New dawn for US exports

… as AGOA utilisation strategy is unveiled

By Hilary Mare

US Ambassador Lisa Johnson together with the Minister of Industrialisation and Trade, Lucia Iipumbu this week unveiled Namibia’s African Growth and Opportunity Act (AGOA) utilisation strategy which seeks to increase Namibia’s exports to the United States of America.
The AGOA programme allows Namibia to export over 6 400 products tariff-free to the United States.

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The AGOA strategy is collaboration between the Ministry of Industrialisation and other stakeholders, including the Namibian private sector, with support from the U.S. Agency for International Development (USAID).
The strategy provides a prioritised roadmap on how Namibia can increase its exports to the United States under AGOA duty-free market access and recommends steps to address the policy, supply, and market challenges faced by potential Namibian exporters. A body composed of private and public sector representatives will drive the implementation of the AGOA strategy.
The strategy identifies priority sectors and categorises them into short-term (e.g. beef and fish, semi-precious stones, grapes, dates, devil’s claw), medium-term (e.g. specialty foods/organic pearl millet products, handicrafts, leather products), and long-term (e.g. indigenous natural products) export potential.
Ambassador Johnson affirmed the United States’ commitment to help Namibia achieve the economic growth goals espoused in Namibia’s 5th National Development Plan, noting, “Exports, through the AGOA programme will provide entrepreneurs with a chance to revive firms which have suffered heavily as a result of the Covid-19 pandemic and recession, while also providing much-needed employment to help revitalise the economy.”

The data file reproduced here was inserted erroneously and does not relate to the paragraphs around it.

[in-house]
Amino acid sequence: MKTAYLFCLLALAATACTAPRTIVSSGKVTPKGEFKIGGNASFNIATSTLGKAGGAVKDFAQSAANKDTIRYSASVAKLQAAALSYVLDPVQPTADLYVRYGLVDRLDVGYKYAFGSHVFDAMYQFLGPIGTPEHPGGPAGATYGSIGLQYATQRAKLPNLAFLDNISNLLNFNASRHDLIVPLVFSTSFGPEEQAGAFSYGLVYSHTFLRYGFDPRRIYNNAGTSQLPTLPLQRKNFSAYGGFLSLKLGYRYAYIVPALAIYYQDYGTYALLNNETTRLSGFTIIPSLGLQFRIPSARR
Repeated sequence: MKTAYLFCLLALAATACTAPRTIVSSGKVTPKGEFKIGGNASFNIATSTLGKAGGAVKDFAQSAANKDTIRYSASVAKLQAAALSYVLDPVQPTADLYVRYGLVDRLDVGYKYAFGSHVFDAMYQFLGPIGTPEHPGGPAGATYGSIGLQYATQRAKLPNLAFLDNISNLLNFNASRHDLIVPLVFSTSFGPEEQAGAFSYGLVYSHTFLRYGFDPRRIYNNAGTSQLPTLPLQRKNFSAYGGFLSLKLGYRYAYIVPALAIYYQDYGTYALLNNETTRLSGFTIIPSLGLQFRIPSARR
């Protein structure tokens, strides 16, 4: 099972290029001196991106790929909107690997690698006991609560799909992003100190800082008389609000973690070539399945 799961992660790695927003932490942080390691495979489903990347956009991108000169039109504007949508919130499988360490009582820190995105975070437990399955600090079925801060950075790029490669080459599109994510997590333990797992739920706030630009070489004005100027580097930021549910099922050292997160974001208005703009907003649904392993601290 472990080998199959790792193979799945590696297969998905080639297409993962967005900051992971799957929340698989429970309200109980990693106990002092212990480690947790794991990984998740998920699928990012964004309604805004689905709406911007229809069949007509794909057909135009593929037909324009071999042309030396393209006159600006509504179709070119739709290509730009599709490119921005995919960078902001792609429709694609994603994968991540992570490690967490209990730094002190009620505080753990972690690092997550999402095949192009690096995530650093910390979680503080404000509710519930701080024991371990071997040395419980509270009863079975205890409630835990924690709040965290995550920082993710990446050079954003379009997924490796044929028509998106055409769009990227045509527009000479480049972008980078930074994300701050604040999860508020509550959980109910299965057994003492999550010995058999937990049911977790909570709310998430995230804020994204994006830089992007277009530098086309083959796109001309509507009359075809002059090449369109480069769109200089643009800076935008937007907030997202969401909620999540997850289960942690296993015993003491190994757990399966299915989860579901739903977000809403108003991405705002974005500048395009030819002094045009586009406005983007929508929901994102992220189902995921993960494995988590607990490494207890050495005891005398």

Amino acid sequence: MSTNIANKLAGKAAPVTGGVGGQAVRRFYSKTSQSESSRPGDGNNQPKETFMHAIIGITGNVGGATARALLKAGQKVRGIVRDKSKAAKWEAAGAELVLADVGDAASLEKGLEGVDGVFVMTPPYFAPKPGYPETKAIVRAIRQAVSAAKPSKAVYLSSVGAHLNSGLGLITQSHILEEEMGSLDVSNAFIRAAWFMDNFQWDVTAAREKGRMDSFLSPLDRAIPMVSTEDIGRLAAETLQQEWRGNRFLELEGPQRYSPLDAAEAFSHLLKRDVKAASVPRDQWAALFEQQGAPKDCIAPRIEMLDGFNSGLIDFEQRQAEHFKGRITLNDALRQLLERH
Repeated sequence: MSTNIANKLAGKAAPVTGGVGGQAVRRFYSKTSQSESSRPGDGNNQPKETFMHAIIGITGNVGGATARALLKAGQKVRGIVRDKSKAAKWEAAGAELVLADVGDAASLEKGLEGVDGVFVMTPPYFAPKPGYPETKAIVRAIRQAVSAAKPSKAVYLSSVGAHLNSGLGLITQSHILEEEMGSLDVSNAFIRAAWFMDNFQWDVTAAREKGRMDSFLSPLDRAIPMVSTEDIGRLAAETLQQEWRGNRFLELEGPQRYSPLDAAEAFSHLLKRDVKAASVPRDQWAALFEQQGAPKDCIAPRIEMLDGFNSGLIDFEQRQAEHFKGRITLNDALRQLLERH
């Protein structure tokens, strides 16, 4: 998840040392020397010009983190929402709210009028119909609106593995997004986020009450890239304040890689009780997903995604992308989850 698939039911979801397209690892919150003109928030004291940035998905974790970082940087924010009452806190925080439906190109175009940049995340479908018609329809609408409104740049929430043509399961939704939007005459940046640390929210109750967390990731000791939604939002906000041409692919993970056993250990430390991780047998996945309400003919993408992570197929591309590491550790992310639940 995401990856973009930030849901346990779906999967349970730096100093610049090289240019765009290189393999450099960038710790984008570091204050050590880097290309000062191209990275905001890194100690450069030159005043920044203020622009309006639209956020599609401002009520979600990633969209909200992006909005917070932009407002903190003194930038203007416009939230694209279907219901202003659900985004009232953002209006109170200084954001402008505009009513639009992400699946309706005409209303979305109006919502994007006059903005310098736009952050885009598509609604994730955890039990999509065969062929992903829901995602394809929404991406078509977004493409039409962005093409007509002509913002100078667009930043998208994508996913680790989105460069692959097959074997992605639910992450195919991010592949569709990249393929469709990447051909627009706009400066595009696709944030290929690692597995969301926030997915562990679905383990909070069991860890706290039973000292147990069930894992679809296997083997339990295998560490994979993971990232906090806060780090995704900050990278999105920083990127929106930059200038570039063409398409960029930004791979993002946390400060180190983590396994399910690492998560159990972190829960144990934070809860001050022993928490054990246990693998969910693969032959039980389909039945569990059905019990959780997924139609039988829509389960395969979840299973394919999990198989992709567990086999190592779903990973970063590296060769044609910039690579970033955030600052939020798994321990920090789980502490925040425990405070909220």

She went on to say that the U.S. government will continue to support Namibian firms with market entry and trade-enhancing services to meet the U.S. market entry requirements and increase exports from the priority sectors.
For example, USAID is assisting Namibian exporters in attaining organic certifications, food safety certifications, and U.S. Food and Drug Administration registration.
“USAID also is working with associations such as the Namibia Network in the Cosmetics Industry, Namibia Charcoal Association, Namibia Manufacturers Association, and Namibia Chamber of Commerce and Industry to aid export-ready Namibian firms. USAID is helping Namibian companies participate in both in-person and virtual market linkage and business-to-business events to engage with potential buyers, showcase their products, and start business discussions.
These linkages have already led to export deals. USAID also is supporting Namibian businesses in exploring opportunities online in e-commerce and virtual trade shows for exports under AGOA,” noted Johnson.

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